Plus, I’m glad that Brubaker and Fraction are taking Iron Fist out of the traditional role of yet another street based costumed super hero. The 616 Universe has tons of those types of characters. Instead, by placing Iron Fist in the mystical world of Kung-Fu and spiritual powers, Brubaker and Fraction have given Iron Fist his own distinctive feel. This helps separate and distinguish Iron Fist from all the other street based heroes in the 616 Universe. It also gives this title a unique feel that you don’t get on any other super hero title from Marvel or DC.

I was sad to see Orson die in this issue. I loved his character and thought him to be a great addition to the story. Of course, Orson’s death was painfully obvious and predictable. From the start, Orson was a necessary tool to give Danny a source of further knowledge about the history of the Iron Fist and a source for a serious power upgrade.

It was also great to see Danny’s old running mates appear in this issue and get involved in all the action. It just isn’t Iron Fist if Luke Cage, Misty Knight and Colleen Wing don’t make occasional appearances. And occasional appearance is the key. Iron Fist is going in a new direction and I don’t want to see just a re-hash of the old 1970’s Heroes for Hire.

Of course, what may have been the best part of this issue was the kick-ass action. It was some nicely choreographed fighting. The brawl between Davos and Orson and Danny was just sick. It was incredible when Davos powered up and unleashed his chi. And then when Danny countered with his power up and the two finally clashed, wow! My hairs on the back of my neck stood up.

We get a pretty good hook ending to this issue. Jeryn is abducted by Hydra and taken to an unknown location. Meanwhile, Danny is forced to leave his friends and go enter into some mystical tournament. I’m certainly excited for the next issue of Iron Fist.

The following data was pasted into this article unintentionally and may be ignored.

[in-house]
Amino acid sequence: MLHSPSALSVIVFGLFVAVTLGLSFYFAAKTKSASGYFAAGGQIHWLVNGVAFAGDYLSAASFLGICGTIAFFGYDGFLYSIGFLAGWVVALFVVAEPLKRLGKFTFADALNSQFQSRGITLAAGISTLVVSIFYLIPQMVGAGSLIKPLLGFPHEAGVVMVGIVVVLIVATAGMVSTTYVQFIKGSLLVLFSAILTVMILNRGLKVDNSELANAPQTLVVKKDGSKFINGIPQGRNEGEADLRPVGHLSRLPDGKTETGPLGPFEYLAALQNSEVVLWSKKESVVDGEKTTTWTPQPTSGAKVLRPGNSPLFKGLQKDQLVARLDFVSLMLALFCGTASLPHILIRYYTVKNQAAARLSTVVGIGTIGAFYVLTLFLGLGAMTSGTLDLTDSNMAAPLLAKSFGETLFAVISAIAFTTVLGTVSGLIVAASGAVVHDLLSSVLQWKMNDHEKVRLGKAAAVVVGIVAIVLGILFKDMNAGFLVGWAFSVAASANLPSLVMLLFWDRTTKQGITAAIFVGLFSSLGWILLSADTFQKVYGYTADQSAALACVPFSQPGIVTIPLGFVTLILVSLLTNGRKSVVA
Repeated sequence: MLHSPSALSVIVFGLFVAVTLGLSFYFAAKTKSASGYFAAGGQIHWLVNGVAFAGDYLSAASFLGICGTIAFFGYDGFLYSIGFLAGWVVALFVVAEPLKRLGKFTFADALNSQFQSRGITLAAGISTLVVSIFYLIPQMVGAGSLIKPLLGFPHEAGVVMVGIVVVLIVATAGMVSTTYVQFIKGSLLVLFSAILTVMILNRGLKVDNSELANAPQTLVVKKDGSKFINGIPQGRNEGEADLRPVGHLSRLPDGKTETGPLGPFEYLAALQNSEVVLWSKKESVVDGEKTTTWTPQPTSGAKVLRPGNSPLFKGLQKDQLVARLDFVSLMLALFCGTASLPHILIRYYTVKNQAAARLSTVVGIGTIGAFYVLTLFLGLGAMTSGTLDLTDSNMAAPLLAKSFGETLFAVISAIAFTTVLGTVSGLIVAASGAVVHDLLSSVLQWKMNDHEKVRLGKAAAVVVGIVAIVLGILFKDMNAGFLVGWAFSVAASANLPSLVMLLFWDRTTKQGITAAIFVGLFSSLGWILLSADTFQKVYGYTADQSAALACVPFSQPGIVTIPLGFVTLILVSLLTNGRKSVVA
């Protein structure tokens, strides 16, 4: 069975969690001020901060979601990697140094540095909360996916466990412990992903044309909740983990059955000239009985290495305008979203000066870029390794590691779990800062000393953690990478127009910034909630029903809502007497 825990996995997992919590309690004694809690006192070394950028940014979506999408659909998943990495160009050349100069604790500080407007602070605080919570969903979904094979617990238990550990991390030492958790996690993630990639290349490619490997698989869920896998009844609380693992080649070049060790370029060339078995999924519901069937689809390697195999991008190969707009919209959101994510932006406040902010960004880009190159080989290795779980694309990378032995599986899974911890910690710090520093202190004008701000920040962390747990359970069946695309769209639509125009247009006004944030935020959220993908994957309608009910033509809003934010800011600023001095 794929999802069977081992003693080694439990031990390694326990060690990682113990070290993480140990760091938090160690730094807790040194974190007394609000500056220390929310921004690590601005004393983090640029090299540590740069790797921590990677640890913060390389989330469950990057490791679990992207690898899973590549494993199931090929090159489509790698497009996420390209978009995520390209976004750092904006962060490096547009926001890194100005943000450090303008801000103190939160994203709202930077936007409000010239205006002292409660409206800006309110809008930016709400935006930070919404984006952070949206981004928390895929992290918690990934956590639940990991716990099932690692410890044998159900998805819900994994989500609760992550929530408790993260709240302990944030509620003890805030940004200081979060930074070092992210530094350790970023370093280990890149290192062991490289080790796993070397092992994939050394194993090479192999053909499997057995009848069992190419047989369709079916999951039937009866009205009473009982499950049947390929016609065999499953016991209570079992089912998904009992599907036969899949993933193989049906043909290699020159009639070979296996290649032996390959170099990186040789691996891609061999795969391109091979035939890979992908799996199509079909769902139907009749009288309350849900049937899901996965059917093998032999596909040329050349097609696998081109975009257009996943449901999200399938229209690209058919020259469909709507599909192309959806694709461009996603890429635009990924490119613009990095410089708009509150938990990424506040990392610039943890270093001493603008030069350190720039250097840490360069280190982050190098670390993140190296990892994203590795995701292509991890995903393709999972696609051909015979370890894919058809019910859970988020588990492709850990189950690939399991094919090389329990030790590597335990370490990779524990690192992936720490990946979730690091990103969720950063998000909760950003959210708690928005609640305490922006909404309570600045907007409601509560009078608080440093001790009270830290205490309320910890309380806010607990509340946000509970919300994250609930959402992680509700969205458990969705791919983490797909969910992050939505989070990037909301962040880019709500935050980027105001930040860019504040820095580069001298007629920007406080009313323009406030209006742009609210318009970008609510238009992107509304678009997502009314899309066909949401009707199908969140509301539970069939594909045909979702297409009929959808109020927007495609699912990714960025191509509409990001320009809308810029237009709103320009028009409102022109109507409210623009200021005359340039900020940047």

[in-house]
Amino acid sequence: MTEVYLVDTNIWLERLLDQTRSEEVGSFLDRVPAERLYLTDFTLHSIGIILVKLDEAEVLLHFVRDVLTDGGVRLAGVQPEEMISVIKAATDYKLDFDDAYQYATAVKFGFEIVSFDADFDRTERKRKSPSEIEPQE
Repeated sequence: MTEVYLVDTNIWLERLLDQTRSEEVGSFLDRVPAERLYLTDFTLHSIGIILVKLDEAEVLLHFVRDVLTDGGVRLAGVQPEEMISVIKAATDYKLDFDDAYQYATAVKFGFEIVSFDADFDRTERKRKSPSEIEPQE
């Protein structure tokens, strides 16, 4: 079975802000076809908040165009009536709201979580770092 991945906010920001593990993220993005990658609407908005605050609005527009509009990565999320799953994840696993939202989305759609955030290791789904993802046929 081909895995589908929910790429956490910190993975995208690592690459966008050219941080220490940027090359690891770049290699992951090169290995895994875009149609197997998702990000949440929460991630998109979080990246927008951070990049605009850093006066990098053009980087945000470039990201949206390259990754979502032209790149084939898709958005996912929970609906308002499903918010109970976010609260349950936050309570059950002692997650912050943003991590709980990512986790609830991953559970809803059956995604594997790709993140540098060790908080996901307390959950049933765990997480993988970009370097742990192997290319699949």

David Aja cranked out some of the best artwork that I have seen from him. Aja simply draws Iron Fist and his chi powers better than any artist I have ever seen. Aja’s art creates plenty of kinetic energy and makes the story practically leap off the page at the reader.

The Bad: The repeated use of referencing the white skin of the white characters was just odd. The two white boy comments seemed very strange since the characters saying that term were also white. I don’t think I would ever refer to a fellow Hispanic boy as “Hey, Hispanic boy.” I’d just call him a boy.

And then you get Misty talking about saving Jeryn’s lily white ass and calling Colleen a crazy white girl. Would Brubaker and Fraction have made a white character say the reverse about a minority character? Probably not. And if that is the case then it is probably best not to do it at all.

It also made Misty seem ghetto and uneducated. And that isn’t the case. We know Misty is smart and certainly isn’t racist toward white people since she is Danny’s old lover. I guess Brubaker and Fraction were just trying to make Misty seem “street” and “keep it real.” Instead, the dialogue just came across as uneducated and stereotypical.

Overall: Iron Fist #6 was simply an excellent read. This title is a wonderful balance of action and drama. It also boasts equally talented writers and artist on the creative team. Iron Fist is one of the most balanced titles you will read. If you still haven’t given this title a try then definitely do so. I think that most readers will find that Iron Fist satisfies action freaks as well as fans of character and dialogue driven storylines.


  1. “The Bad: The repeated use of referencing the white skin of the white characters was just odd”

    If there wasn;t some honkey hating, how would you know that
    Matt Fraction actully worked on the book?

  2. Calling Colleen Wing (Jeryn Hogarth aside) a “crazy white girl” wasn’t only arguably racist, it was very inaccurate. Colleen has long been established as having a Japanese mother. And her father Lee Wing was probably at least half Chinese (nothing definitive but the Marvel reference I’ve seen on it said both Colleen and Lee “of mixed ancestry”). That would make her 3/4 or so Asian (which Misty Knight being her best friend would know), hardly a “white girl” crazy or otherwise. Like calling Barack Obama a “crazy white boy” because he had a mother of mostly Anglo-American background.

    Bad writing on the part of Brubaker and Fraction.